The budgetary politics of school bus seatbelts

Under a 2007 law from which Gov. Rick Perry milked a lot of favorable publicity, this school year was the deadline for school districts in Texas to comply with a requirement that all new school buses have passenger seatbelts.

But guess what?

Some districts are complying, but many, including Houston ISD, the state’s largest, aren’t. It seems the seatbelt law has become a victim of the budgetary crunch – and maybe some political indifference in Austin as well.

The state initially set aside $10 million to reimburse districts for seatbelt costs. But according to a story aired by KPRCTV, Channel 2 in Houston, the Texas Education Agency cut all but $3.6 million of that to comply with Perry’s directive for state agencies to reduce spending.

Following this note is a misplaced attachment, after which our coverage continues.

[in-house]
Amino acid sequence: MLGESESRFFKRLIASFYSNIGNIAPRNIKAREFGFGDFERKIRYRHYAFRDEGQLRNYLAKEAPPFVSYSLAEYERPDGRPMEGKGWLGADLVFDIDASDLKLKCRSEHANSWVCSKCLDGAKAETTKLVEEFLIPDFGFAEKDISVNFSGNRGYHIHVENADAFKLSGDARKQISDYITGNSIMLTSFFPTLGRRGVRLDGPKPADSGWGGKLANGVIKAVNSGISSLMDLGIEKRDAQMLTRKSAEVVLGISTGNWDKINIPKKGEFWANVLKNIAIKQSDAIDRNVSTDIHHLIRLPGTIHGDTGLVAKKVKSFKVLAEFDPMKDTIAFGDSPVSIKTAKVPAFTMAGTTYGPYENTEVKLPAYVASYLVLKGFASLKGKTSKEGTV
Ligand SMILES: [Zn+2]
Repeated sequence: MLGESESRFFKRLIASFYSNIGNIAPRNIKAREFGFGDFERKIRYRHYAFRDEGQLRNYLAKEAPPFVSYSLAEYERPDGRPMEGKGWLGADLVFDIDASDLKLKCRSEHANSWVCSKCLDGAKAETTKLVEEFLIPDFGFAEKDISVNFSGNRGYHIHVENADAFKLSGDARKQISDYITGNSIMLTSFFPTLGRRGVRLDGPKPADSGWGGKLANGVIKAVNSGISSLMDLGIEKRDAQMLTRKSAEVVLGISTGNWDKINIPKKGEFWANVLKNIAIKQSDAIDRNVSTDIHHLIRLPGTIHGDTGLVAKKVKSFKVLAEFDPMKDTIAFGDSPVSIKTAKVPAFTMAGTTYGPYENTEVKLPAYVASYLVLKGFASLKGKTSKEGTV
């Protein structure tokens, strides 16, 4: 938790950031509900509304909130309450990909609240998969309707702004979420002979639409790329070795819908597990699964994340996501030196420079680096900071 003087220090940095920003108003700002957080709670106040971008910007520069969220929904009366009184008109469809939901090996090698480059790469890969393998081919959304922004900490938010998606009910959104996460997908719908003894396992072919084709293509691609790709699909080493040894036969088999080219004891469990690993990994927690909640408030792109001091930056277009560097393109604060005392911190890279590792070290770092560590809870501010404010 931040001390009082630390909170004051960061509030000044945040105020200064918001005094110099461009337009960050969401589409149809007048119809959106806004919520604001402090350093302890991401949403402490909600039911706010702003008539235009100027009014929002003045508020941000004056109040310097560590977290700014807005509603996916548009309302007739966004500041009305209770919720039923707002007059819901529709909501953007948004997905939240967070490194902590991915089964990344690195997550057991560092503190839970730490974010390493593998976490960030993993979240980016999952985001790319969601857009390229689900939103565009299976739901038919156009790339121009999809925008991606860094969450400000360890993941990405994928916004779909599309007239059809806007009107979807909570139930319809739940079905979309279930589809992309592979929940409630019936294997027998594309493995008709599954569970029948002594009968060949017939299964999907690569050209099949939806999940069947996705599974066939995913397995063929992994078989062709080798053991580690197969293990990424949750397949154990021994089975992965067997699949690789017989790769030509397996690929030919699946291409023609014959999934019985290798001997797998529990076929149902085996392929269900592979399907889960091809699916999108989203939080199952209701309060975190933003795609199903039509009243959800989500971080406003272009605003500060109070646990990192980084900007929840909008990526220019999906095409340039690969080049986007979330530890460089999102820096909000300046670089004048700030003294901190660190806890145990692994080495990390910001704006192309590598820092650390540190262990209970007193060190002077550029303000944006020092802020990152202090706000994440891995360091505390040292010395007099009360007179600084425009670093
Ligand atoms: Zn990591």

Some districts, including Dallas ISD and Beaumont ISD, already have spent local funds to purchase new buses with seatbelts anyway. But many other districts, including HISD, haven’t because most districts are grappling with money troubles of their own.

The 2007 law was prompted, in large part, by the deaths of two girls and injuries to many others in the 2006 crash of a charter bus carrying a Beaumont High School soccer team. Perry signed the law in Beaumont at the school the victims attended.

Now, the Texas Education Agency, headed by Perry appointee Robert Scott, is recommending that the seatbelt law become voluntary. It is advising districts that want to buy seatbeltequipped buses anyway to apply for grants for reimbursement.

Here is a link to the KPRC story:


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